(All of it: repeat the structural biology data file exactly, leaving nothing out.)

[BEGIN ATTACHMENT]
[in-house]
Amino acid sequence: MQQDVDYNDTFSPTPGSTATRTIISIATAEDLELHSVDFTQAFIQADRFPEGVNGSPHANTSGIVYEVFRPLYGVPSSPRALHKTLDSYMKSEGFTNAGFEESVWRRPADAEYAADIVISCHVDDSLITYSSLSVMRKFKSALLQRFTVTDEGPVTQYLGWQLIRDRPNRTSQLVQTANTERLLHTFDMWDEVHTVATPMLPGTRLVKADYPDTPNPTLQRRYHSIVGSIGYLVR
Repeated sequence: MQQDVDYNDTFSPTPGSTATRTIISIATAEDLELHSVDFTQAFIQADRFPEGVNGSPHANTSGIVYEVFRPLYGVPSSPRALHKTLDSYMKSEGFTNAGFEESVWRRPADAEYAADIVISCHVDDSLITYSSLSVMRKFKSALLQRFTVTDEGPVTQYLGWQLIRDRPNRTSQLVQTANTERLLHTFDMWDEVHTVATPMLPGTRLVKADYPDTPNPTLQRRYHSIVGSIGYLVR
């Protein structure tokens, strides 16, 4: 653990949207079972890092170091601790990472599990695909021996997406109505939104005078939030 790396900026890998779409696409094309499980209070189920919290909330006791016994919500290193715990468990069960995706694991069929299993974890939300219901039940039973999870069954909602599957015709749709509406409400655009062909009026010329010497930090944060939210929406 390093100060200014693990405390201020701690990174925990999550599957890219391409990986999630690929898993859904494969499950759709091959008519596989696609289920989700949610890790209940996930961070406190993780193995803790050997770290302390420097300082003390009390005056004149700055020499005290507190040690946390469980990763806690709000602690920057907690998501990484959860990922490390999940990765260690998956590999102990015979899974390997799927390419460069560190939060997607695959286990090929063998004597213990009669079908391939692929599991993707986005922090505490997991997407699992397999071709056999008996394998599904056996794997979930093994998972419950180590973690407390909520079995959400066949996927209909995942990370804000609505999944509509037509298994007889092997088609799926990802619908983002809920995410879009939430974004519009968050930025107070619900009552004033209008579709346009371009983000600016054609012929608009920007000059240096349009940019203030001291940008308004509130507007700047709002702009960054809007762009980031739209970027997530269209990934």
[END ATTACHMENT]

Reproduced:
[in-house]
Amino acid sequence: MQQDVDYNDTFSPTPGSTATRTIISIATAEDLELHSVDFTQAFIQADRFPEGVNGSPHANTSGIVYEVFRPLYGVPSSPRALHKTLDSYMKSEGFTNAGFEESVWRRPADAEYAADIVISCHVDDSLITYSSLSVMRKFKSALLQRFTVTDEGPVTQYLGWQLIRDRPNRTSQLVQTANTERLLHTFDMWDEVHTVATPMLPGTRLVKADYPDTPNPTLQRRYHSIVGSIGYLVR
Repeated sequence: MQQDVDYNDTFSPTPGSTATRTIISIATAEDLELHSVDFTQAFIQADRFPEGVNGSPHANTSGIVYEVFRPLYGVPSSPRALHKTLDSYMKSEGFTNAGFEESVWRRPADAEYAADIVISCHVDDSLITYSSLSVMRKFKSALLQRFTVTDEGPVTQYLGWQLIRDRPNRTSQLVQTANTERLLHTFDMWDEVHTVATPMLPGTRLVKADYPDTPNPTLQRRYHSIVGSIGYLVR
């Protein structure tokens, strides 16, 4: 653990949207079972890092170091601790990472599990695909021996997406109505939104005078939030 790396900026890998779409696409094309499980209070189920919290909330006791016994919500290193715990468990069960995706694991069929299993974890939300219901039940039973999870069954909602599957015709749709509406409400655009062909009026010329010497930090944060939210929406 390093100060200014693990405390201020701690990174925990999550599957890219391409990986999630690929898993859904494969499950759709091959008519596989696609289920989700949610890790209940996930961070406190993780193995803790050997770290302390420097300082003390009390005056004149700055020499005290507190040690946390469980990763806690709000602690920057907690998501990484959860990922490390999940990765260690998956590999102990015979899974390997799927390419460069560190939060997607695959286990090929063998004597213990009669079908391939692929599991993707986005922090505490997991997407699992397999071709056999008996394998599904056996794997979930093994998972419950180590973690407390909520079995959400066949996927209909995942990370804000609505999944509509037509298994007889092997088609799926990802619908983002809920995410879009939430974004519009968050930025107070619900009552004033209008579709346009371009983000600016054609012929608009920007000059240096349009940019203030001291940008308004509130507007700047709002702009960054809007762009980031739209970027997530269209990934």